Equally good, if somewhat less recognized, is Michael Sheen as Tony Blair. The guy was apparently very well received playing Blair in an ’03 BBC telepic called The Deal, and he must have been good because his previous credits include both Underworld movies, Timeline, and The Four Feathers; nothing that indicated he had this kind of work in him. You really get the sense that Blair was almost a John Kennedy to his people: young, engaging, full of enthusiasm for change. He represents the same cultural shift that almost makes the Royal Family vestigial in the course of the film, and the subtle shift in his attitude over the film as he begins to realize this is wonderful to watch.
The supporting cast is also very good, especially James Cromwell, who has quietly become one of the most reliable character actors working, as Prince Philip, Alex Jennings as a meek Prince Charles, and Roger Allam as Robin Janvrin, one of the Queen’s advisors. But after Mirren, the real star here is Frears. He balances the action very well between the Queen’s sheltered life on her estates, Blair’s efforts in the real world, and creating a general sense of the attitudes of the people in Britain, using actual news footage for the latter.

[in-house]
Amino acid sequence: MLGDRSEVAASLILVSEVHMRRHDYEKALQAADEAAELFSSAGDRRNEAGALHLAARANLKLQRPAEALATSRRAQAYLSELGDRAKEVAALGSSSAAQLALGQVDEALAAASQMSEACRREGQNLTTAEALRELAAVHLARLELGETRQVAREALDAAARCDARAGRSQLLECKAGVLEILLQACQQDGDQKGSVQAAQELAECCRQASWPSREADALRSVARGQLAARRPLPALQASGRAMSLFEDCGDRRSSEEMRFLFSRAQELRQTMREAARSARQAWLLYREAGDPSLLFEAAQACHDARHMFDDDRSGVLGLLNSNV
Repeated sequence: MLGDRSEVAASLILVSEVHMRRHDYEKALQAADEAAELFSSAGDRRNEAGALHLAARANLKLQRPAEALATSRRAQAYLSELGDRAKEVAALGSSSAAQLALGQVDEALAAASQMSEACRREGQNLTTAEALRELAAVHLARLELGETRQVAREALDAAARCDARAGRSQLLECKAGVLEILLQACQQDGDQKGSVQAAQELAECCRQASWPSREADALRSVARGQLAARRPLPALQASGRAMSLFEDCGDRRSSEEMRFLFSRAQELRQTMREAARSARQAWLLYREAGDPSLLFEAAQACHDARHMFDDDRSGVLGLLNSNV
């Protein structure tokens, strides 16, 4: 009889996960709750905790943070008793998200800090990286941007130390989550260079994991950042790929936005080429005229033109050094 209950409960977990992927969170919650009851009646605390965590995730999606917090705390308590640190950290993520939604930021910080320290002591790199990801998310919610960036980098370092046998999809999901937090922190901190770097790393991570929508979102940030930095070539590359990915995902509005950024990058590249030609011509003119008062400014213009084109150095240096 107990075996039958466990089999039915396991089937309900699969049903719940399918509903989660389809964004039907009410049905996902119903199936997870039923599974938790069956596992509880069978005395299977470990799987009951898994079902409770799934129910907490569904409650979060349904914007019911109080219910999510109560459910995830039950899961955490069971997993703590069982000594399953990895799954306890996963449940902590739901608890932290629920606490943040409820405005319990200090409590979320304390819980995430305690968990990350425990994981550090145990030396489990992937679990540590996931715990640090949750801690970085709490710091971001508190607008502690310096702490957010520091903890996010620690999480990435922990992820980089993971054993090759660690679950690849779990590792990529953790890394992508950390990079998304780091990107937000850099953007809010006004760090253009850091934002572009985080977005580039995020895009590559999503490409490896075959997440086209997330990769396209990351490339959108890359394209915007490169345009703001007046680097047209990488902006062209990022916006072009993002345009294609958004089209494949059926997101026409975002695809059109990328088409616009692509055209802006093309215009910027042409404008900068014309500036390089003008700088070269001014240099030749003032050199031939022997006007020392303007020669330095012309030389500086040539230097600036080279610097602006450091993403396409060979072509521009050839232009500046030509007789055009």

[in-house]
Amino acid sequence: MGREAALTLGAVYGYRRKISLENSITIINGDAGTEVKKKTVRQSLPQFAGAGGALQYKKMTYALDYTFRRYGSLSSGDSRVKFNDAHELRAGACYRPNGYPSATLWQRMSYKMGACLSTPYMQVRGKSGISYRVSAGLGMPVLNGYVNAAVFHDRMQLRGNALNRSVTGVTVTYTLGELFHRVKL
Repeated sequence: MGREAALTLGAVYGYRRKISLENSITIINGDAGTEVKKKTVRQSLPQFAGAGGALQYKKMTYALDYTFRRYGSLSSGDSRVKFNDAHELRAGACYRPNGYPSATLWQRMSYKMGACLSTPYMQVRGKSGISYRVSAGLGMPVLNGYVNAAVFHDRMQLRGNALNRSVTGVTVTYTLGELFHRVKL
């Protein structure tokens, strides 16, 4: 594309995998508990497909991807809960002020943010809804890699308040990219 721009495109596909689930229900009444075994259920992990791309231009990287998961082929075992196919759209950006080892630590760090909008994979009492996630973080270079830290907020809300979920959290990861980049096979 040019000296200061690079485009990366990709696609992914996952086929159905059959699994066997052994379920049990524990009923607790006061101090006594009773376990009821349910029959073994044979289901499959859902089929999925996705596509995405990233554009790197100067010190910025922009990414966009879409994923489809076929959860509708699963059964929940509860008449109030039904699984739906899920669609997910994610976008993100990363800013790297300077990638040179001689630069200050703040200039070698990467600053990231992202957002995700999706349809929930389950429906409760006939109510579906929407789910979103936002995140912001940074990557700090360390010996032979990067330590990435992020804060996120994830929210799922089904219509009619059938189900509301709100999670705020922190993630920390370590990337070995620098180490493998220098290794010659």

He’s faced with an interesting challenge. In many ways, the movie makes the media out to be the bad guy in regards to both Diana’s death and what follows, because of their intrusions on the lives of the Royal Family. But what could be more intrusive than a film seeking to guess what went on behind closed doors after her death?
His answer is to keep his actors at a distance from the camera, to give them their privacy. In one remarkably restrained scene, Prince Charles goes to view Diana’s body, but when he steps inside the room and closes the frosted-glass door behind him, we stay outside and watch what happens through the glass. There is another beautifully filmed sequence in which the Queen is stranded on her estate when her jeep brakes down (yes, she drives herself sometimes), and surrounded by such beauty, expresses more emotion than we see from her at any other time in the film. But the camera stays behind her, giving her privacy, and it’s only when she turns to look at a deer that’s appeared on the hill that we see a few tears have tumbled down her cheeks. There isn’t an American filmmmaker working that wouldn’t have gone in for a close-up there, or possibly had her have a total breakdown and smash the windows on the jeep. But Frears is too respectful of his subjects to indulge in that kind of emotional sentimentality, and the film is better for it.